80% of Success is Showing Up

A 2010 dissertation by Rutgers researchers Jeffrey Backstrand, Andre Keeton and Alan Sadovnik looked at 9,725 Newark public school students during 2003-2008 and found that the district is relying increasingly on the Alternative High School Assessment. (Hat tip Star-Ledger.) In order to graduate high school in NJ students must pass a proficiency test. The standard assessment is the HSPA. Until last year students who failed the HSPA took the Special Review Assessment (SRA), which was widely regarded as impossible to fail. Now students take the Alternative High School Assessment (AHSA), which is slightly more rigorous. The results of this study, then, do not include NJ’s transition to the AHSA.

The authors of the study conclude that the majority of Newark public school students through 2008 used the SRA to graduate, especially black and Hispanic students. More girls relied on the SRA than boys. Magnet school students were more likely to take and pass the HSPA, the more rigorous of the two exams (although the HSPA is considered an 8th-grade level test).

Another finding: Students who were able to pass the HSPA were more likely to attend 4-year and 2-year colleges (there’s no data, apparently, on whether they graduate). Students who failed the HSPA three times and took the SRA were more likely to attend 2-year colleges or vocational schools.

The authors consider the impact of the elimination of the SRA (already done, of course, and replaced with the AHSA; slow news day for the Star-Ledger?)
Many educators and policy makers continue calls for elimination of the SRA. As a significant percentage of urban "Abbott Districts" graduates exit high school via the SRA, this study provides evidence against such a policy direction. This study suggests that eliminating the SRA might result in many students dropping out. Given that almost half of the SRA graduates studied here attended some form of postsecondary educational institution, sound policy dictates that the assessment be strengthened, not eliminated.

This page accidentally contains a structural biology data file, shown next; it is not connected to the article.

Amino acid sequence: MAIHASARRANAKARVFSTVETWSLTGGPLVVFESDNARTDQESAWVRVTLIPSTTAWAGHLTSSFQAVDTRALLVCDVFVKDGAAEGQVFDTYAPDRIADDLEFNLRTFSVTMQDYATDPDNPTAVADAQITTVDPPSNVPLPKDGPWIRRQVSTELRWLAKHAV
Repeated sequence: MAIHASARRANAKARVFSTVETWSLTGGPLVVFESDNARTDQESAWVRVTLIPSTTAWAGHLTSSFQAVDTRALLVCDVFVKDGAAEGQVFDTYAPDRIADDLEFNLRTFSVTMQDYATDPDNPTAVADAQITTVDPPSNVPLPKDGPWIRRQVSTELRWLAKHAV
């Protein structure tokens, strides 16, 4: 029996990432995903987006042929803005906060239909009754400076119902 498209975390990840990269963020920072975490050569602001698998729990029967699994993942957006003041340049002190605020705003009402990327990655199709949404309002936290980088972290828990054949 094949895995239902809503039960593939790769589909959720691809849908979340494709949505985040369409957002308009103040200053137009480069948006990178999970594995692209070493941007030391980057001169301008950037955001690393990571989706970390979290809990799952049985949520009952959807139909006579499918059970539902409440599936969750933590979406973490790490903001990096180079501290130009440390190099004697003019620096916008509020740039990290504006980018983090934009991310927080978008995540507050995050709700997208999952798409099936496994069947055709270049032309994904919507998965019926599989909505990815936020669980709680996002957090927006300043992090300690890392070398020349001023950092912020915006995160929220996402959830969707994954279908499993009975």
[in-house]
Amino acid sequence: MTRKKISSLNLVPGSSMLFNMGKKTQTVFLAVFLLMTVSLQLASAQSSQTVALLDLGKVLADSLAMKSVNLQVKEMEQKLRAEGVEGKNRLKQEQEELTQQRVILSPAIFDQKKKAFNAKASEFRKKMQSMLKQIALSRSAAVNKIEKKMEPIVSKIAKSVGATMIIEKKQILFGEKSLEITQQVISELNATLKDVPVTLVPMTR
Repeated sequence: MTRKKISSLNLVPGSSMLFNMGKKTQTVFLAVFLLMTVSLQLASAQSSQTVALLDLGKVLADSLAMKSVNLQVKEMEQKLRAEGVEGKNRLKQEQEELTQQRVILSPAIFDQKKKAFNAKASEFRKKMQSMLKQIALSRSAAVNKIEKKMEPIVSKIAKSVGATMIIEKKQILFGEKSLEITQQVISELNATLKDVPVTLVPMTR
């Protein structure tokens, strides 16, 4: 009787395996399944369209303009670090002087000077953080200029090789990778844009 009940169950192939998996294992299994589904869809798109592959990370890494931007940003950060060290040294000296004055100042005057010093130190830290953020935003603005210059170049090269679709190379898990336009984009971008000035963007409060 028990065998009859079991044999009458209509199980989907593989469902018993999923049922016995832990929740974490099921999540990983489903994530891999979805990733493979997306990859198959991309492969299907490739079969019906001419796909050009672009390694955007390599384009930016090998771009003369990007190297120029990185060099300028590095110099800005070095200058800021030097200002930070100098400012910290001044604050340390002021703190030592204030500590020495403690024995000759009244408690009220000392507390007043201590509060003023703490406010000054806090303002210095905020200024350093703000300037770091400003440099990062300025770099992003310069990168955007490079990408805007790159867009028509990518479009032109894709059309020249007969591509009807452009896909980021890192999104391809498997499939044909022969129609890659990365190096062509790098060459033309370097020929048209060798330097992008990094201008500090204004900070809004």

It’s a conundrum. The majority of Newark students who don’t attend magnet schools (or charters, probably) can’t pass the qualifying test for high school graduation. Is it in the best interests of the students to give them a diploma anyway? Yes, say the authors: "These attempts [to eliminate an alternative qualifying exam] would further penalize them for the social context in which they find themselves."

In other words, it’s not the students’ fault that they failed the test. It’s the “social context": poverty for sure, maybe an undisciplined home environment, or the lack of a father, or the lure of the streets. So we give them a diploma as a kind of compensation for their deprivation despite the fact that they can’t pass an 8th grade test.

Questions remain. Do the kids who graduate high school via alternative tests and “attend” post-secondary institutions actually get a college diploma? If they don’t, are their professional prospects better than if they hadn’t gone at all? Do we devalue the diplomas of the kids who pass the HSPA by handing out diplomas on the basis of “social context?” Should we get rid of high school graduation qualifying tests altogether instead of parading through the pretense of the process?

Is Woody Allen right and 80% of success is just showing up? That's the lesson these new professors of education glean from their study of Newark's public school students.